Dark painted houses.

Historic facade in Cape Town
(Historic facade in Cape Town; via House and Leisure.) 

How do you feel about dark painted houses? Charcoal, navy, black, graphite, slate…? In case you hadn’t guessed: I’m into them. Dark colours recede nicely into their surroundings, and cool dark tones look SO GOOD against warm timber. (The interior walls of our house are in blues and greys for that same reason.) A dark blue or grey exterior would suit a coastal climate, and it’d feel classic, yet fresh, on tired old weatherboards. And in case you’re not convinced… allow me to present my case.

Dark house paint inspiration
(Colorbond Australia; Chezerbey, Farrow&Ball, I Don’t Wear Black)

The case for a dark colour:

See above. Beautiful, right? All those dark walls in one spot are so soothing to look at. And I’m pretty sure that Colorbond picture features Ironstone, the colour in their range that we’re using. Nice.

The Chezerbey house has been on my mind for a while now, ever since I saw their renovation on Apartment Therapy ages ago, and they kindly responded when I asked if the dark colour noticeably warmed up their house at all. Answer: no, but they did insulate the bejeesus out of their house, so. (If you like reno blogs: do yourself a favour and read through their archives, and then cry bitter jealous tears because your household doesn’t have a talented husband-and-wife architect team turning your own crummy house into a modern marvel.)

White weatherboard house

Quick reminder that this is what we have right now, circa last spring. It’s a giant blank canvas if you’ve ever seen one; heritage-listed it is not. Stripping and painting is slow going, but the few painted patches so far look GREAT. I’m thrilled!

Houses in Hobart

IMPORTANT CONSIDERATIONS, and my counter-arguments:

Surroundings. Here’s a neighbourhood in Hobart, and here’s a typical suburban colour palette. (Not necessary, but this sort of thing does interest me; it varies so much from city to city!) Most houses are weatherboard or brick (solid or veneer) with painted Colorbond steel roofing. A dark, cool neutral might look questionable in the desert, but here it’ll fit right in.

Fading. One traditional reason why houses were painted in light colours: dark paints are renowned for fading quickly. Paints are better than ever with UV stabilisation, but we’re still anticipating that the western side of the house, which cops all the weather, will need a touch-up coat before the rest of the house. That’s doable.

Heat/insulation, and the lack thereof. Oh hey, my pet topic to piss and moan about: the un-insulated iceboxes that we call homes in Australia! Needless to say, there’s a real worry about dark-coloured paint making our lives miserable in summer. I’m not so delusional that I think it won’t have any effect whatsoever, but here’s why we’re willing to give it a shot anyhow:

  • Roofs absorb more heat than walls. It makes sense: roofs get direct sun all over while the walls don’t.
  • We have some of the mildest summers in Australia. There’s a reason why so many dark-painted houses I’ve seen on the internet have been in temperate climates.
  • On the flip side: energy benefits in winter. We use a considerable amount of energy in winter for heating, and if having a dark house helps abate that in any way, sign me up.

It’s trendy and you’ll hate it in three years

It’s just paint.

Paint progress

Progress! I’ll share more details on the paint job once this section is done. (Which should be this weekend, god willing.) The path to a dark painted house has been a slow, messy one, but once it all comes together… IT’S GONNA LOOK GREAT.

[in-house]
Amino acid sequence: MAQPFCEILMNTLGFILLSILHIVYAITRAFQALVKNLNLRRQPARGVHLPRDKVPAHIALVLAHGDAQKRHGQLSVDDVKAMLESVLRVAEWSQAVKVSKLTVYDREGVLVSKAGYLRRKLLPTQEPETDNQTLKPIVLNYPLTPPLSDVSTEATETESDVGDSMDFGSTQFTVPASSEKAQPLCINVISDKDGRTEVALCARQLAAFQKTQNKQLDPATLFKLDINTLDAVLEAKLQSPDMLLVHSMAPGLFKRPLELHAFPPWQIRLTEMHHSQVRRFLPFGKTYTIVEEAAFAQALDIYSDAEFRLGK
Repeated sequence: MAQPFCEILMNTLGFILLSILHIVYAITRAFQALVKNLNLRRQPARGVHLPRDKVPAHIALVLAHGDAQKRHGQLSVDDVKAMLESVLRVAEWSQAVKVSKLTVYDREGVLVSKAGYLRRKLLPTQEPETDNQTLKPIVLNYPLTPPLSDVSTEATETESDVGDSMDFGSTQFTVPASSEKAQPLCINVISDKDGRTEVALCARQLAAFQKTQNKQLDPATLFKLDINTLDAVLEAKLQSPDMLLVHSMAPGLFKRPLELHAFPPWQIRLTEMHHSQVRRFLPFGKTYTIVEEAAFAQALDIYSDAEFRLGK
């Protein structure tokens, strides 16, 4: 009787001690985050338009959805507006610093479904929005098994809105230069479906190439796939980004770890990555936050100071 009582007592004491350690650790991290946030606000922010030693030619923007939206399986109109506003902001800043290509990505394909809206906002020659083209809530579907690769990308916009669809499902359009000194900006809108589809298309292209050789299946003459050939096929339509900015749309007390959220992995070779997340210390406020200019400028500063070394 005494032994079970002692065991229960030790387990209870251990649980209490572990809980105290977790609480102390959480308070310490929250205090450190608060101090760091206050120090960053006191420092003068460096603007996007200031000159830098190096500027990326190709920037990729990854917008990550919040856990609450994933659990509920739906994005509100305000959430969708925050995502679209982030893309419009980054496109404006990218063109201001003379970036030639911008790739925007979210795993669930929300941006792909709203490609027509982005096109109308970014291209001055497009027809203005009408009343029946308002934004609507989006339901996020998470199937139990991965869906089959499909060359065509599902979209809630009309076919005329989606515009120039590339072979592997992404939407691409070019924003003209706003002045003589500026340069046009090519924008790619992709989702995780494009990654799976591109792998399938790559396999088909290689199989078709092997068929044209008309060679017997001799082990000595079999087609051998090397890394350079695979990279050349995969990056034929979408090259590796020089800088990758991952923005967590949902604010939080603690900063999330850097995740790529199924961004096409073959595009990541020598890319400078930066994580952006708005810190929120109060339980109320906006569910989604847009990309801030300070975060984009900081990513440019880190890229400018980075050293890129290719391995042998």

9 thoughts on “Dark painted houses.

  1. OMG this is gonna look amazing. Also ” Oh hey, my pet topic to piss and moan about: the un-insulated iceboxes that we call homes in Australia! ” I KNOW RIGHT?! It’s much colder inside in winter in melbs than it ever is in winter in BOSTON.

  2. We do go to lighter colors in the desert to reflect the light and keep the house cooler in the heat of summer. We did the research on that several years ago when we had the house painted. Same reason we put in a small bit of grass lawn in the front and back: cooling. I’ve noticed the same thing about car colors. Black up north and white in the south and desert southwest. Don’t know if you remember, the tops of the buses here were all painted all white. So if it works to keep the house and car cooler, it should also work in the opposite way to warm your house. That being said, I must note that the cooling effect was only supposed to be 1 or 2 degrees. I hope it works better warming and retaining the heat for you house

  3. We’ve got three houses – two are rentals – a 1906 with very little insulation, a 1978 with no insulation that are both in Oregon and now a 1972 with no insulation in California. It is so hot in the summer here. Oh, I don’t think it has to do with Australia, I think it’s more about the time it was built and the cost of fuel back then. Probably also the “technology” that was available and the mind-set too. I am beginning to be very interested in a super-insulated brand new house for our next project. We just went to visit the prefab modular homes made by Blu Home in Vallejo CA, the insulation was 5″ thick. Heaven!

    1. Cool, thanks for clarifying for me! Hooray for new technology. 🙂 I had a look at the Blu Homes gallery and those houses look NICE – I love the ones that have spacious, well-connected indoor and outdoor living areas.

  4. Steph it is going to look amazing. Dark houses all the way. I love this look. Sexy as. I also agree that historically Aussies have been generally crap at insulation/heating. Our house is freezing in winter without the fireplace going, and we are getting double-glazed windows put in at the moment to help maintain a more comfortable indoor temperature.

Leave a Reply